Friday, April 18, 2008

Online Interactive Series "Evolving Clinical Practice"

The Tampa Bay Institute for Psychoanalytic Studies Presents

Tradition and Change:
Evolving Clinical Practice

An interactive online series featuring a paper by
Arnold Schneider, Ph.D.

CLICK HERE to read paper "Psychoanalytic Psychotherapy"

How can psychoanalytic practitioners from diverse theoretical backgrounds
make use of new or different perspectives?

Dr. Arnold Schneider, an experienced psychoanalyst trained in the tradition of ego psychology, leads off this online series by inviting us to join him in his “work in progress.”

His engaging and insightful paper, written as an introductory presentation on psychoanalytic psychotherapy, highlights the basic phases and elements of the process using the lens of the traditional model that has formed the foundation of his practice. Only four years after writing it, Dr. Schneider takes the unusual and challenging step of using a forum like this to announce changes in his view of the analytic process. He welcomes us into a dialogue about possibilities for integrating contemporary approaches with traditional concepts and challenges us to think with him about what it means to evolve our psychoanalytic practice.

Interactive Online Series:

During the next several weeks,

responses of all kinds from various analytic therapists will be posted online.

We want to hear your thoughts about what additions, deletions, changes, etc. you'd make to the paper ---
all clinical and theoretical views welcome!

Make comments or share your experiences – anonymously or owned – simply by clicking on the “COMMENTS” link at the end of each post. At the conclusion, the faculty of TBIPS will offer a summary of the dialogue and compile an outline for a new "co-created" paper.


Click here to read "Psychoanalytic Psychotherapy" and then post your comments to help us integrate this ego-psychological paper with other contemporary approaches.


Anonymous said...

Thank you for this brief, but lovely paper which introduces the clinician to ideas about psychodynamic pschotherapy. Of course a lot has changed over the decades since Brewer and Freud first introduced the "talking cure."
Resistance, for example, has taken on differing conceptualizations, including the dimension the therapist contributes to the avoidance of elaborating in the treatment certain material. Transference is no longer merely a resistance, but an important tool, co-created and shaped by both patient and therapist in a unique (to the relatioship) way, which informs, elucidates, and transforms experience for both participants.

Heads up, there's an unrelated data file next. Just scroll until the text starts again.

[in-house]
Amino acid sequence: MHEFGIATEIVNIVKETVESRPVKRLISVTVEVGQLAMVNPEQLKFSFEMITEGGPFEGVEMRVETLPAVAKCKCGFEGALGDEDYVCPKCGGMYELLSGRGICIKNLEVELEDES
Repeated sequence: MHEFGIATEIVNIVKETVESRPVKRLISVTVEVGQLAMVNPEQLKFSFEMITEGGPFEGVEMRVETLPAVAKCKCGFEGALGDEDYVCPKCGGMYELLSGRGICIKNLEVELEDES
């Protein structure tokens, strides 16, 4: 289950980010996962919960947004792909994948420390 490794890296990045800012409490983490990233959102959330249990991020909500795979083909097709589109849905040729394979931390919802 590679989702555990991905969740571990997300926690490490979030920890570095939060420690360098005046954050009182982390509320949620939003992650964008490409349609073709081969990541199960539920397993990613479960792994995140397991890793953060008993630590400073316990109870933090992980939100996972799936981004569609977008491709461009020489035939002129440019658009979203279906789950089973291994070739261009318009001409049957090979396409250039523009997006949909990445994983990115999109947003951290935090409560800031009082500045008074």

Likewise, the myth of neutrality has beed debunked. Neutrality, while an ideal, is an improbable goal, for the therapist can not help but reveal, both explicitly and implicitly, her/his interests, biases, and discomforts. Still, the 'good-enough' therapist can help contain the untenable so it is more palatable (paper's use of "ingest")to the patient. It is not the "neutral" (demigogic)therapist who models curiosity, the ability to share the patient's burden, or tolerance, but it is the real, live participant-therapist who serves as a model for these.

Thank you for the opportunity to share thoughyts and I look forward to continued dialogue as we rework what "pearls" we wish to share with the next generation of therapists.

Anonymous said...

This would be great to give as a seminar for clinicians working in the community centers locally!
Appreciated the clear, clinically relevant format. I've attended some meetings at the society but have not had the training to really use the material from some of the speakers....this gives me a great foundation to use in the future.

Anonymous said...

I enjoyed this paper. Am also wondering if most treatments proceed in this kind of linear way (beginning phase, middle, termination) or if the tasks of treatment may vary depending on different circumstances in the patient's life. For instance, if the patient experiences something unexpected and tragic or enters a new phase in their life (e.g. parenthood), would the therapist alter his stance to take the issues up more slowly, as in the beginning of therapy? Would the new experiences trigger different and previously unexplored developmental issues from the patients past?

Also, it seems contemporary theory would suggest that the person of the therapist may have more of an impact on the treatment process than may be indicated in this view.

Thanks for inviting us to reconsider some of the basic assumptions we work with!